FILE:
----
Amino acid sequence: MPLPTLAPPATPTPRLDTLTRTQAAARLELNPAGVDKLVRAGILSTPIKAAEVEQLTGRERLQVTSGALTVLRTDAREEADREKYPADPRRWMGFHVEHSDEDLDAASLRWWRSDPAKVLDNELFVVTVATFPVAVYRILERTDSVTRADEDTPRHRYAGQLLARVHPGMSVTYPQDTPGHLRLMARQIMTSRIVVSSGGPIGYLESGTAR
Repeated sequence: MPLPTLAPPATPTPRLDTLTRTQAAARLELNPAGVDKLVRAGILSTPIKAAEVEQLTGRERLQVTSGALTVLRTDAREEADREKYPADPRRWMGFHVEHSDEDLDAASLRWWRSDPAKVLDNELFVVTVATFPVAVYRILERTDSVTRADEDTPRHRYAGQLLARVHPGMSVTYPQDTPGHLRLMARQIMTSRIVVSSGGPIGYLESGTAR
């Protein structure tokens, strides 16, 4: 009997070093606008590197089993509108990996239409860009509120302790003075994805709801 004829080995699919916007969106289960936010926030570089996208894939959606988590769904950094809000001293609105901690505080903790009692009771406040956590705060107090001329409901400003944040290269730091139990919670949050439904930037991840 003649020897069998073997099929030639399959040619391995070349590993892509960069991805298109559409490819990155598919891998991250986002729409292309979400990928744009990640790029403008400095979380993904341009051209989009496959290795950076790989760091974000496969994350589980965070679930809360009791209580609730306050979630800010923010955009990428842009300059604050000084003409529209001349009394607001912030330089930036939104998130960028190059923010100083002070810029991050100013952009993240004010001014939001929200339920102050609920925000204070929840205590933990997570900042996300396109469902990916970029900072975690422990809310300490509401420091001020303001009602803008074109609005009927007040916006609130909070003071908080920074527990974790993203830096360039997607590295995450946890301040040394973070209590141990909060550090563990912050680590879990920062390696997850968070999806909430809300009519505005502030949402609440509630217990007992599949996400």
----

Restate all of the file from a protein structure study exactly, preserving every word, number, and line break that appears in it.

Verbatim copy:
Amino acid sequence: MPLPTLAPPATPTPRLDTLTRTQAAARLELNPAGVDKLVRAGILSTPIKAAEVEQLTGRERLQVTSGALTVLRTDAREEADREKYPADPRRWMGFHVEHSDEDLDAASLRWWRSDPAKVLDNELFVVTVATFPVAVYRILERTDSVTRADEDTPRHRYAGQLLARVHPGMSVTYPQDTPGHLRLMARQIMTSRIVVSSGGPIGYLESGTAR
Repeated sequence: MPLPTLAPPATPTPRLDTLTRTQAAARLELNPAGVDKLVRAGILSTPIKAAEVEQLTGRERLQVTSGALTVLRTDAREEADREKYPADPRRWMGFHVEHSDEDLDAASLRWWRSDPAKVLDNELFVVTVATFPVAVYRILERTDSVTRADEDTPRHRYAGQLLARVHPGMSVTYPQDTPGHLRLMARQIMTSRIVVSSGGPIGYLESGTAR
């Protein structure tokens, strides 16, 4: 009997070093606008590197089993509108990996239409860009509120302790003075994805709801 004829080995699919916007969106289960936010926030570089996208894939959606988590769904950094809000001293609105901690505080903790009692009771406040956590705060107090001329409901400003944040290269730091139990919670949050439904930037991840 003649020897069998073997099929030639399959040619391995070349590993892509960069991805298109559409490819990155598919891998991250986002729409292309979400990928744009990640790029403008400095979380993904341009051209989009496959290795950076790989760091974000496969994350589980965070679930809360009791209580609730306050979630800010923010955009990428842009300059604050000084003409529209001349009394607001912030330089930036939104998130960028190059923010100083002070810029991050100013952009993240004010001014939001929200339920102050609920925000204070929840205590933990997570900042996300396109469902990916970029900072975690422990809310300490509401420091001020303001009602803008074109609005009927007040916006609130909070003071908080920074527990974790993203830096360039997607590295995450946890301040040394973070209590141990909060550090563990912050680590879990920062390696997850968070999806909430809300009519505005502030949402609440509630217990007992599949996400």